By Jason Keidel
Let us dissect the nth iteration of the Manny – Mayweather contract squabble.
Unlike other versions of boxing’s Hatfields and McCoys, the differences and deferences are clearer than ever.
By every account, Manny Pacquiao has agreed to every nuance of Floyd Mayweather Jr.’s demands, including rampant PED testing, a smaller share of the epic purse, and a lower perch on the glittering marquee. So it is now Mayweather’s turn to squirm under the abject scrutiny of the sport that made him the highest-paid athlete on the planet.
And, for the first time, Mayweather’s rabid fan base is either shrinking or leaking some of its loyalty. Especially now that no one in Mayweather’s camp can poke a finger through some loophole in the negotiations.
A group from the United Arab Emirates offered the fighters a total of $120 million, but pulled out when they couldn’t get a response from Mayweather. No one is crying over the failed deal, since America has always been the most logical location for the bout in general, and Las Vegas in particular. Not only does Sin City have the inherent money and madness to host the mega fight, but it’s also Mayweather’s home.
The boxing cognoscenti didn’t feel much fervor for Mayweather – Maidana II, and the soporific sequel reinforced the sense that the undefeated champion is too glued to the zero on his record. Top Rank and Pacquiao have agreed and acquiesced to everything, including the May 2 date – which has always been a mainstay in the Mayweather calendar – according to Bob Arum, Pacquiao’s promoter.
Most experts think the loquacious champion will defeat the Filipino icon, so Mayweather’s reticence to sign the mammoth deal is confusing, at minimum. Yahoo! Sports broke the story, but has been unable to reach Mayweather for comment or compliance.
Word is that Pac Man has agreed to a 40 percent cut of the revenue, which means Mayweather gets 60 percent of probably the largest purse in boxing history. By all accounts, the fight would break the record of 2.4 million PPV buys, set by Mayweather and Oscar De La Hoya in 2007. Experts also predict that Manny-Mayweather would obliterate the gross PPV record of $150 million and gate record of $20 million, both set by Mayweather-Alvarez in 2013.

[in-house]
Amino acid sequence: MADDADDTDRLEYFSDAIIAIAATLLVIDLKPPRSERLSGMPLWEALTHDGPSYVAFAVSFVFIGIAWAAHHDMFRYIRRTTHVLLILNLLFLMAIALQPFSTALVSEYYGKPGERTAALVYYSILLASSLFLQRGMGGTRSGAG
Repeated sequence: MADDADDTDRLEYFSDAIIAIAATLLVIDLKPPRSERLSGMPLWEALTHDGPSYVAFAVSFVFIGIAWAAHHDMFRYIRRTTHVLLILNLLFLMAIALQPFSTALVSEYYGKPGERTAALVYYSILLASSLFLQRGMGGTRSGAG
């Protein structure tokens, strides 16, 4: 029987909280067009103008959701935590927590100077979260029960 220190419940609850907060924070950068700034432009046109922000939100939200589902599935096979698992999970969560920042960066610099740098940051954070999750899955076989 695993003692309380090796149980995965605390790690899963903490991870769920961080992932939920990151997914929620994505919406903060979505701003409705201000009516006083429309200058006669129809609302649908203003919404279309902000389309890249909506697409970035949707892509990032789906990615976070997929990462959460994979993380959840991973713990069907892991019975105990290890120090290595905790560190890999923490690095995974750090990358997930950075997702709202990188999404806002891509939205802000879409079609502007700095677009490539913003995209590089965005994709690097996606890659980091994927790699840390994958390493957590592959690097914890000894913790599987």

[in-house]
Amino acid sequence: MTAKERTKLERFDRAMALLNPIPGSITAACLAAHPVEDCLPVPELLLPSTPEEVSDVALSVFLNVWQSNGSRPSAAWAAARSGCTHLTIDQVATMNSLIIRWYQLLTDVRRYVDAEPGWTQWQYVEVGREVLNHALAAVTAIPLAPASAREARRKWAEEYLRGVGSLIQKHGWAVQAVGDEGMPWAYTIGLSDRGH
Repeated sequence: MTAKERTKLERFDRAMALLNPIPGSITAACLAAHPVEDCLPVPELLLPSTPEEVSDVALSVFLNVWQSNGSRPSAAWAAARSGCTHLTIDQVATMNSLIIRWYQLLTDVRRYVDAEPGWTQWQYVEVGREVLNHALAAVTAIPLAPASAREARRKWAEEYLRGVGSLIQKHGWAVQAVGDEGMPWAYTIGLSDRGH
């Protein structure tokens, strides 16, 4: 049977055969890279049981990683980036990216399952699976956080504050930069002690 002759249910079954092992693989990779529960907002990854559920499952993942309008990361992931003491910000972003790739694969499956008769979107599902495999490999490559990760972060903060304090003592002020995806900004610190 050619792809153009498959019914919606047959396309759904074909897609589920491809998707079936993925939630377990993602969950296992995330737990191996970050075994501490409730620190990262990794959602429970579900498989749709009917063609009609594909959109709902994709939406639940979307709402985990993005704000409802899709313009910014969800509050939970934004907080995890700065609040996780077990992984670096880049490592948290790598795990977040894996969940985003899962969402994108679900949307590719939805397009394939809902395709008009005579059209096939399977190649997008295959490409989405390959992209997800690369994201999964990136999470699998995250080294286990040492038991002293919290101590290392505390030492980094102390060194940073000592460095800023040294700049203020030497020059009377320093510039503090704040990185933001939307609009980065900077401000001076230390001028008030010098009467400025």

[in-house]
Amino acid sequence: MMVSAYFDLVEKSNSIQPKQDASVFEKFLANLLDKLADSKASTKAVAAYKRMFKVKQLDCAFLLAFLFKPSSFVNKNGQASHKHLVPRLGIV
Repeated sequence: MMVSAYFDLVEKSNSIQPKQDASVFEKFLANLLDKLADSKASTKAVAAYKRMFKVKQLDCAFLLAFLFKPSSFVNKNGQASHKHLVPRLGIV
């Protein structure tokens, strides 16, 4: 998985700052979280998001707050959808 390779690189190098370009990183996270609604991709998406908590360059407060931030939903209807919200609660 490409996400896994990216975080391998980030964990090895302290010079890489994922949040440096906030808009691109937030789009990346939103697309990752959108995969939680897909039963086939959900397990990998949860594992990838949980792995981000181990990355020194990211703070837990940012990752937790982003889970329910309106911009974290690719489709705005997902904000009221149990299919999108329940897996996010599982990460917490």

Mayweather is a pristine 47-0, while Pacquaio is a far more cluttered 57-5-2, with an ugly knockout loss to arch rival Juan Manuel Marquez .
Even the dueling cable entities that represent Mayweather and Pacquiao – who are with Showtime and HBO, respectively – have promised that they can work together to deliver the one fight that still has a hold on the world’s soul.
Showtime executive Stephen Espinoza has assured us that Mayweather wants to fight the Filipino congressman more than ever. Espinoza also confirmed reports that the two cable behemoths would work together to televise the bout. According to Yahoo! the fight would make Mayweather around $120 million, while Pacquiao would bank about $80 million. The fight would not only be the most lucrative, but also the most expensive. Projections put the cost per PPV consumer at around $90.
But all the number-crunching aside, perhaps the most important stats are chronological. Both fighters are perilously close to retirement, with Mayweather turning 38 in February, and Pacquiao entering the ring this spring at 36.
And we have the rare unanimity among the illuminati. Not even Floyd Mayweather Jr. disputes that the ball, gloves, and cash are in his court. The only thing keeping the combatants from consummating the deal is his signature.
If he wants to uphold his heft and “Money” handle, Mayweather has to take this fight. For years, he’s told us his singular goal is to give fans of the sweet science the fights they covet. If he doesn’t, you can add another layer to his myriad monikers: disingenuous.
Jason writes a weekly column for CBS Local Sports. He is a native New Yorker, sans the elitist sensibilities, and believes there’s a world west of the Hudson River. A Yankees devotee and Steelers groupie, he has been scouring the forest of fertile NYC sports sections since the 1970s. He has written over 500 columns for WFAN/CBS NY, and also worked as a freelance writer for Sports Illustrated and Newsday subsidiary amNew York. He made his bones as a boxing writer, occasionally covering fights in Las Vegas, Atlantic City, but mostly inside Madison Square Garden.